The Embrace of Buildings: A Second Look at Walkable City Neighborhoods

Lee Hardy (Author)

Product Details

$16.99  $15.63
Calvin College Press
Publish Date
September 15, 2017
5.25 X 8.0 X 0.4 inches | 0.44 pounds

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About the Author

Professor of Philosophy at Calvin College in Grand Rapids, Michigan, Lee Hardy received his Bachelor of Arts in Philosophy at Trinity Christian College in Chicago and his graduate degrees in Philosophy at Duquesne University and the University of Pittsburgh. Specializing in modern philosophy and phenomenology, Prof. Hardy has published works on David Hume, Immanuel Kant, and Edmund Husserl. Since the late 1990s, he has turned attention to issues in urbanism and urban design, publishing in the cultural history of urbanism in the Anglo-American tradition, and teaching a course on urban design during the January Interim at Calvin College. He makes his home in the Eastown neighborhood of Grand Rapids.


"Lee's brief responses to the typical academic criticisms of New Urbanism are the most elegant and concise I have ever read."
--Stefanos Polyzoides, Partner, MOULE & POLYZOIDES, Architects and Urbanists, Pasadena, California

"With the precision of a philosopher, the patience of a teacher, and the depth of a theologian, Lee Hardy has deftly combined autobiography, history, economics, anthropology, biblical wisdom, and common sense to produce The Embrace of Buildings. Intended for fledgling urbanists generally but with a special nod to Christian congregations, Lee's succinct and engaging account of the elements and principles, personal pleasures, objective benefits, and sacred implications of life in traditional city neighborhoods is both a fine introduction to urbanism and an attractive invitation to further on-site study."
--Philip Bess, Professor of Architecture at The University of Notre Dame and author of Till We Have Built Jerusalem: Architecture, Urbanism, and The Sacred

"In this marvelous little book, Lee Hardy performs a feat of inverse magic: he makes the city that's right in front of you suddenly appear as if for the first time. Imagine a Christian philosopher taking you on an intellectual tour of your built environment: you'll see sidewalks and subways with new eyes. You'll begin to see how your commute and zoning codes are matters of justice and love of neighbor. You'll realize that bus stops and bike lanes have something to do with the kingdom of God. This is discipleship for the streets."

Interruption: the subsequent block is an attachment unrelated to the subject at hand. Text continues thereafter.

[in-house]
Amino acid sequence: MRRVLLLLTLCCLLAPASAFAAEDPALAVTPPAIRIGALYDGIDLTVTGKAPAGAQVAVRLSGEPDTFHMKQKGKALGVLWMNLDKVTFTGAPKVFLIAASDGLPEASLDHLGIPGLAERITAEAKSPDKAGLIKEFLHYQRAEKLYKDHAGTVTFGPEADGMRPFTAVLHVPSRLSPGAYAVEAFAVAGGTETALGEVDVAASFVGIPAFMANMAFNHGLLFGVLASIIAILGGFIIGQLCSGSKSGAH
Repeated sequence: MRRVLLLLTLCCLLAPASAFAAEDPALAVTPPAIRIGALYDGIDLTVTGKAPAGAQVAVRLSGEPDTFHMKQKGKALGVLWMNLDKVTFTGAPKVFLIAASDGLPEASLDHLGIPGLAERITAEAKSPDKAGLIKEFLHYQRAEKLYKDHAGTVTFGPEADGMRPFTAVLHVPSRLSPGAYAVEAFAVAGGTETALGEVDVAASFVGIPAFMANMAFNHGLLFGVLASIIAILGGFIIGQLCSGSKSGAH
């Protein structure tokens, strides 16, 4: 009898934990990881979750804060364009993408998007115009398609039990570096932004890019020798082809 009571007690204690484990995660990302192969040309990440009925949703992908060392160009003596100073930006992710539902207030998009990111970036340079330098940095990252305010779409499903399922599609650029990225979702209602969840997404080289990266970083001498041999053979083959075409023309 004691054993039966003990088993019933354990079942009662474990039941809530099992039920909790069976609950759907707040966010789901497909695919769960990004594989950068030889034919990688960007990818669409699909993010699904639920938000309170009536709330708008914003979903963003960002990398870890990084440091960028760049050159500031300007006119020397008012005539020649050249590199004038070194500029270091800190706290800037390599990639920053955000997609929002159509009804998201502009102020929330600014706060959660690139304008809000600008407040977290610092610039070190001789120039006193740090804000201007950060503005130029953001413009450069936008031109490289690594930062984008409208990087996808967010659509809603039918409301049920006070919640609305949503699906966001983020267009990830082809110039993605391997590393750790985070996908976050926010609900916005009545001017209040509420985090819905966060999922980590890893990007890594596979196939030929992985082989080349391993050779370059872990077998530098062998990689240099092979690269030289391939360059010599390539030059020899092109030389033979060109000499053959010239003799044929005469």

--James K.A. Smith, Calvin College, editor of Comment magazine and author of You Are What You Love: The Spiritual Power of Habit

"The 'built environment' is a topic that almost nobody knows they care about until someone helps them see that it is the hidden key to almost everything else. One would be hard pressed to find an area of social concern that doesn't have a central built environment component. Christians who care about their neighbors and the health of our culture should care deeply about this topic. I can think of no better guide to help Christians navigate this topic than Lee Hardy. Lee has been thinking about and teaching on the built environment for a couple of decades now and his mastery of this subject comes through on every page. I can't recommend this book highly enough."
--Eric O. Jacobsen, author of Sidewalks in the Kingdom: New Urbanism and the Christian Faith

"The Embrace of Buildings is a vital, mind-expanding, and paradigm shifting read for anyone sensing that the Gospel of Jesus Christ is Good News for everyone and everything. Setting his sights squarely on the built environment Lee Hardy not only helps us to see the places we inhabit afresh, but dares us to wonder how our personal and ecclesial practices might actively participate in realizing more fully God's Shalomic imagination within our neighborhoods. This book represents a new frontier in Christian mission."
--Dwight J. Friesen, Associate Professor of Practical Theology at The Seattle School of Theology & Psychology, co-author of The New Parish, co-founder of the Inhabit Conference, and core faculty of Leadership in the New Parish